The majority of members of the Constituent Assembly (which formed the core of future liberalism) leaned towards the first option. Later, once it was recognised that the Revolution would ‘stop where it began’ (Bonaparte), the question shifts substantially. With the new bourgeois society being henceforth unavoidable should one integrate into its mechanisms (the play of the market and state) in order to correct its most negative features? Or, on the contrary, since the new society (or ‘capitalist’ society as one would say in the nineteenth century) was inherently unequal should not those who desired equal conditions envisage its radical transformation, including its disappearance if necessary? Accommodate or subvert? The global relationship to the dominant social order becomes the organisational pivot for the left’s political arena.
The concrete forms of tension have changed (Feuillants and Montagnards, Girondins and Jacobins at the time of the 1789 Revolution, later opportunists and radicals, radicals and socialists, socialists and communists, social liberalism and anti-liberalism …). The polarity as such persisted. The distinctive elements – sovereignty, nation, the right to vote, secularism, social rights, reform and revolution – shifted but the principle of distinction remained intact. In every historical moment, the propulsive force of each pole – adaptation to the ‘system’ or rupture with it – was at work. In pendulum fashion, in a cycle of 12 or 15 years, either the spirit of adaptation dominates or that of rupture. But it is on the basis of a dual polarity, on the right as well as the left, that the (shifting) ideologies, the (evolving) practices, and the (ephemeral) organisations are articulated. The polarity of the right and the left underlie the unity of the left (the principle of equality or rather the principle of equality-liberty – which Étienne Balibar calls ‘equiliberty’). The internal polarity on the left produced a diversity that cannot be summed up either in the existence of ‘two lefts’ or in that of an infinite number of ‘families’.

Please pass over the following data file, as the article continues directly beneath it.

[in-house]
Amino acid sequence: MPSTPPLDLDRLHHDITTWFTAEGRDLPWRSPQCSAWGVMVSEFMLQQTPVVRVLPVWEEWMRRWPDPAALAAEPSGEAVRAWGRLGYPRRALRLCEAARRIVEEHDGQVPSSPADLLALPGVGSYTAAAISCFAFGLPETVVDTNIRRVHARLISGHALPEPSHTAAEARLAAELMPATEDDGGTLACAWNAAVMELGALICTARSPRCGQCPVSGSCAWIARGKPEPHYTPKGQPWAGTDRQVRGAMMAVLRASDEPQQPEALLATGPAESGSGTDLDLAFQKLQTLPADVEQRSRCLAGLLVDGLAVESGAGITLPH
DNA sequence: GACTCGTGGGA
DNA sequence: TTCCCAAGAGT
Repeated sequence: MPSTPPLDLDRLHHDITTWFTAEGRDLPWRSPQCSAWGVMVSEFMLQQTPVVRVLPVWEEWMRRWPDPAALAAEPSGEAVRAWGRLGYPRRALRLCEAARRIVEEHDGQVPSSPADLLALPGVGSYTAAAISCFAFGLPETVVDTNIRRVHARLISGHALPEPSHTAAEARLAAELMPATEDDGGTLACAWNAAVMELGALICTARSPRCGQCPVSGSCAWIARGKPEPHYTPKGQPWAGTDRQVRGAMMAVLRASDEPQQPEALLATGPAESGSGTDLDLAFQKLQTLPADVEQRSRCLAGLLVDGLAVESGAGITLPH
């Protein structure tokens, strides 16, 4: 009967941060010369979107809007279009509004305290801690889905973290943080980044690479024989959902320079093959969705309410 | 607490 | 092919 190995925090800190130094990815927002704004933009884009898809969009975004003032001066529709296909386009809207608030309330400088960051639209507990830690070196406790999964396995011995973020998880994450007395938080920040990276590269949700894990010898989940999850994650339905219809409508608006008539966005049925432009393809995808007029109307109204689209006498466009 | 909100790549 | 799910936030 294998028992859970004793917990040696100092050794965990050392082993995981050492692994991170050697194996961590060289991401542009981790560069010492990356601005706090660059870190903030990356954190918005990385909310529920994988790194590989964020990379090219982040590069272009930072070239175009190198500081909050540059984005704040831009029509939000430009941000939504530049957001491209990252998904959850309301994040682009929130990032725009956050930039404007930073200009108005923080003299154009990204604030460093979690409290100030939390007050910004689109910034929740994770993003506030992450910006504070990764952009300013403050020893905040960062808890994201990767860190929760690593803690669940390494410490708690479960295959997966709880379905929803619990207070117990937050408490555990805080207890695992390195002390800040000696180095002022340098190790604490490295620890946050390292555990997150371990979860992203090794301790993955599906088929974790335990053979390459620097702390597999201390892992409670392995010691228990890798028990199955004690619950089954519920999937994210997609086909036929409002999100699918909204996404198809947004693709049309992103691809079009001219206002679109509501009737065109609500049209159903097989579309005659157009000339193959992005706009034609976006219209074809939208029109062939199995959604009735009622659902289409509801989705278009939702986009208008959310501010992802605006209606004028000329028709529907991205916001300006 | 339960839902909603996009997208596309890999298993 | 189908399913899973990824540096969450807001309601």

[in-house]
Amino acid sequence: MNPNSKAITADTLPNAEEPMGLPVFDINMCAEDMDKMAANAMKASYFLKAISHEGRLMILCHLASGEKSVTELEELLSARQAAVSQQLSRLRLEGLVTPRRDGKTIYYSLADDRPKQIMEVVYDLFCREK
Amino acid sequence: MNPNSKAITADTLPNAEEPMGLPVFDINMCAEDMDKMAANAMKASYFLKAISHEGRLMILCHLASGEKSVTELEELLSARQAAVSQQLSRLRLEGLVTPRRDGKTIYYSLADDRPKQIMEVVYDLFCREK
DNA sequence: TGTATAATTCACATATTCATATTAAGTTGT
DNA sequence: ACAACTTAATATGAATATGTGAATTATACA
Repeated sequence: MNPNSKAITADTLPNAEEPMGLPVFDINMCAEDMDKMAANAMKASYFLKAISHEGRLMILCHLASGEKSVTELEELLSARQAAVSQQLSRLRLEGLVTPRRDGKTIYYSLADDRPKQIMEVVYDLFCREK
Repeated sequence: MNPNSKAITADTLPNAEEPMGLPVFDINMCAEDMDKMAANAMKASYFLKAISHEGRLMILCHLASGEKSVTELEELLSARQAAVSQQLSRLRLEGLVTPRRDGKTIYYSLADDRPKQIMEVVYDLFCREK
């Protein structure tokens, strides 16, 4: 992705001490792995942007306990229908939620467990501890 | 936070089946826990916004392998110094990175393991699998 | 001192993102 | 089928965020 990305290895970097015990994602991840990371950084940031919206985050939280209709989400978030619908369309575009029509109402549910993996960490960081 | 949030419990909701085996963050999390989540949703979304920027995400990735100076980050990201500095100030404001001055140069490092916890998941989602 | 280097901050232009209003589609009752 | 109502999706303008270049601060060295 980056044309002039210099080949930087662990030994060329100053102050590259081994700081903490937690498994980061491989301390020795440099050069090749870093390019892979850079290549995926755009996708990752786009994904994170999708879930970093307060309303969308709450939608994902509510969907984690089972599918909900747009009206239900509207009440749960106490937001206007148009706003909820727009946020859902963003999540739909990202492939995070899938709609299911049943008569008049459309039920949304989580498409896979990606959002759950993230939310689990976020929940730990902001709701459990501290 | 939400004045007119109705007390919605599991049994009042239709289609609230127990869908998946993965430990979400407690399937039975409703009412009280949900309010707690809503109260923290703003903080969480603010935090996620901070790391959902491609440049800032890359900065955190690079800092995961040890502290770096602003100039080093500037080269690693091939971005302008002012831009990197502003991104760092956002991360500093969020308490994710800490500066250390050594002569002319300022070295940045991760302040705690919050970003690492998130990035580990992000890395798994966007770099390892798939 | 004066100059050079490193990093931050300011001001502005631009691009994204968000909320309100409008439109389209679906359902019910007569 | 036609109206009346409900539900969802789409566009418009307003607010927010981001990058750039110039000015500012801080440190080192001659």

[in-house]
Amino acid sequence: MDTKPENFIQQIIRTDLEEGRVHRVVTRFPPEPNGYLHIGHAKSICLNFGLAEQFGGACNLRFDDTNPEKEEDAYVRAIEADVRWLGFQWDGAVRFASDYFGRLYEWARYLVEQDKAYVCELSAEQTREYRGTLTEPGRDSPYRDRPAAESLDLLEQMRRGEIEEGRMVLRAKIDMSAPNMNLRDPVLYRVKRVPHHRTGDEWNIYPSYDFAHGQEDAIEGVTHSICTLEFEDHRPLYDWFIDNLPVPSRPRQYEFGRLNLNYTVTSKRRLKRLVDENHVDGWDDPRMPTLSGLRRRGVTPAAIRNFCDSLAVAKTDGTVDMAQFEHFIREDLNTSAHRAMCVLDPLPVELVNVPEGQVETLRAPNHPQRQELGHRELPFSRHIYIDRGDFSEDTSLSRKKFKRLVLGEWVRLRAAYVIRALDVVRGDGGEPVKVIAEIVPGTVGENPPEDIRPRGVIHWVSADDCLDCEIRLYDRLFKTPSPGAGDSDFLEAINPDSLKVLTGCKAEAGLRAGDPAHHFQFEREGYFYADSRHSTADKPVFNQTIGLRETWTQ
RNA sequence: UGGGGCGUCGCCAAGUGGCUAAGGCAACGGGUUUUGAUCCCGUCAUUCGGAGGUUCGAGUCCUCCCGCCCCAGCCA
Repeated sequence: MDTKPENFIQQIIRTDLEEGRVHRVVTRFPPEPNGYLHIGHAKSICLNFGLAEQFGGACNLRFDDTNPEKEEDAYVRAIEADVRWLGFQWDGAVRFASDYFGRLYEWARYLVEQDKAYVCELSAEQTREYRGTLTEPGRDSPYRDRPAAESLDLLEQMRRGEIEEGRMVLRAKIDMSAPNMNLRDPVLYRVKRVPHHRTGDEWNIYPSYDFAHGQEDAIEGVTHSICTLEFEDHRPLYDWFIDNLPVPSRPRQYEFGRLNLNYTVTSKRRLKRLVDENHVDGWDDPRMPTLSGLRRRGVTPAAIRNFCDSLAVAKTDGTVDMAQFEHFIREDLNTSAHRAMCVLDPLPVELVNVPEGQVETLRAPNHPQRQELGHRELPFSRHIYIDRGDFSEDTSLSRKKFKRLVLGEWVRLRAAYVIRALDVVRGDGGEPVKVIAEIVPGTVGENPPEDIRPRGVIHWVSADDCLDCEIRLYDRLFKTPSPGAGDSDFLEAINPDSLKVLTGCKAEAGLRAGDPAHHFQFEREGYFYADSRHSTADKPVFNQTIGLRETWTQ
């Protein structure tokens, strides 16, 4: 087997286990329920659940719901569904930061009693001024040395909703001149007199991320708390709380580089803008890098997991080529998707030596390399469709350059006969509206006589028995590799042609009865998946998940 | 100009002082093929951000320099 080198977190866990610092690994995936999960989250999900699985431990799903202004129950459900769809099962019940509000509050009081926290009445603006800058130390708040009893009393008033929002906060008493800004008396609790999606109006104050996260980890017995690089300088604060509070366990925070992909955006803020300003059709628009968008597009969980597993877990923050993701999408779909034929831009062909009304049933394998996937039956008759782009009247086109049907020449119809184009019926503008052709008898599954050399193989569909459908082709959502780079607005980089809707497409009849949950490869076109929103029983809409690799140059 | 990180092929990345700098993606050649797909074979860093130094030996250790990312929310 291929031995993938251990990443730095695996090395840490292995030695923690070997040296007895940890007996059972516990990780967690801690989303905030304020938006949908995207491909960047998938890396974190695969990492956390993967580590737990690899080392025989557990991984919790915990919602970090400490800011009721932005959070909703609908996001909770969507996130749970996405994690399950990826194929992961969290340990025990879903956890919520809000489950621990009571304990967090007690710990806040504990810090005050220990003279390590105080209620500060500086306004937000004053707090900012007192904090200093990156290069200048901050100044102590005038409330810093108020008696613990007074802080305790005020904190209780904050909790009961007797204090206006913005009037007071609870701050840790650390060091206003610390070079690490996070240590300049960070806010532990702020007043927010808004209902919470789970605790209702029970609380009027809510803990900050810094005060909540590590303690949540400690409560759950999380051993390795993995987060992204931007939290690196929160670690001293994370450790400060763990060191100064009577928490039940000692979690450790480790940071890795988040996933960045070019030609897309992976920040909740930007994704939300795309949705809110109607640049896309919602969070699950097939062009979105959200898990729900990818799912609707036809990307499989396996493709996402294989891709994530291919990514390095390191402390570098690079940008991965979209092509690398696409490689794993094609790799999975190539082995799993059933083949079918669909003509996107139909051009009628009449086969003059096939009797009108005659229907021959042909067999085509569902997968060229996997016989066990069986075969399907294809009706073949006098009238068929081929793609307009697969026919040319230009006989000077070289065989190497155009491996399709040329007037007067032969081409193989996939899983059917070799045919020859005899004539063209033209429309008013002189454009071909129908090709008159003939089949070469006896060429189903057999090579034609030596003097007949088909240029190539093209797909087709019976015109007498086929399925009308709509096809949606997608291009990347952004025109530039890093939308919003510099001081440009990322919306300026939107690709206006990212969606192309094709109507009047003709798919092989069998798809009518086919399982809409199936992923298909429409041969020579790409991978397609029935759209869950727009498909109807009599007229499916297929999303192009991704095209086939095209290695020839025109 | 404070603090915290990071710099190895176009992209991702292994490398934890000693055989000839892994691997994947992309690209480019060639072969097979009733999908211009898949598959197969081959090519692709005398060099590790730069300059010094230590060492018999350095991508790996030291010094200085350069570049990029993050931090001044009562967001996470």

Panta rhei (everything flows), the Greek philosophers said with Heraclitus. The advantage of the metaphor of the poles is that it excludes all simple continuity. The play of opposites is built through a constant fluidity of its forms, which discourages any static vision of closed categories or of intangible ‘camps’. No Chinese Wall separates the lefts, even when they sharply oppose each other. Every stabilisation around a pole or a sub-pole is called into question by new differentiations as soon as the global system is transformed. Nevertheless the essential polarities reproduce themselves, enough to remain the active principles of distinction and classification of currents in the long run.
In the twentieth century, in all of Europe, the fundamental polarity of the left is mainly, but not exclusively, fixed by the rivalry between communism and socialism, the one resting on the social model of sovietism, the other on that of the welfare state. In France a result has been the integration of socialism into the institutional mechanisms (1936 - 1959 and 1981 - 2012), the expansion and then petering out of communism of Bolshevik-Stalinist derivation, the marginalisation of the extreme lefts whatever their anchorings. As a whole, the years 1970 to 1990 led at once to the failure of the welfare state and the disappearance of sovietism. From the purely formal point of view there is an equivalence between the crisis of the old social democracy and that of Bolshevik descent; therefore we can say that there is a twofold exhaustion of, on the one hand, social democratic reform and, on the other, a historical form of revolution. This does not mean that the dilemma of ‘reform’ and ‘revolution’ is obsolete. If anything is obsolete it is perhaps the essentialist exclusiveness; instead, it is not the case that all reform can be reduced to ‘reformism’; nor can all breaks be considered ‘revolution’. But the stances of rupture and of accommodation remain active.
What is essential is that the polemic of equality is pivotal when the right/left polarity is operative.18 Accepting the disappearance of the original political divide today presents two major disadvantages.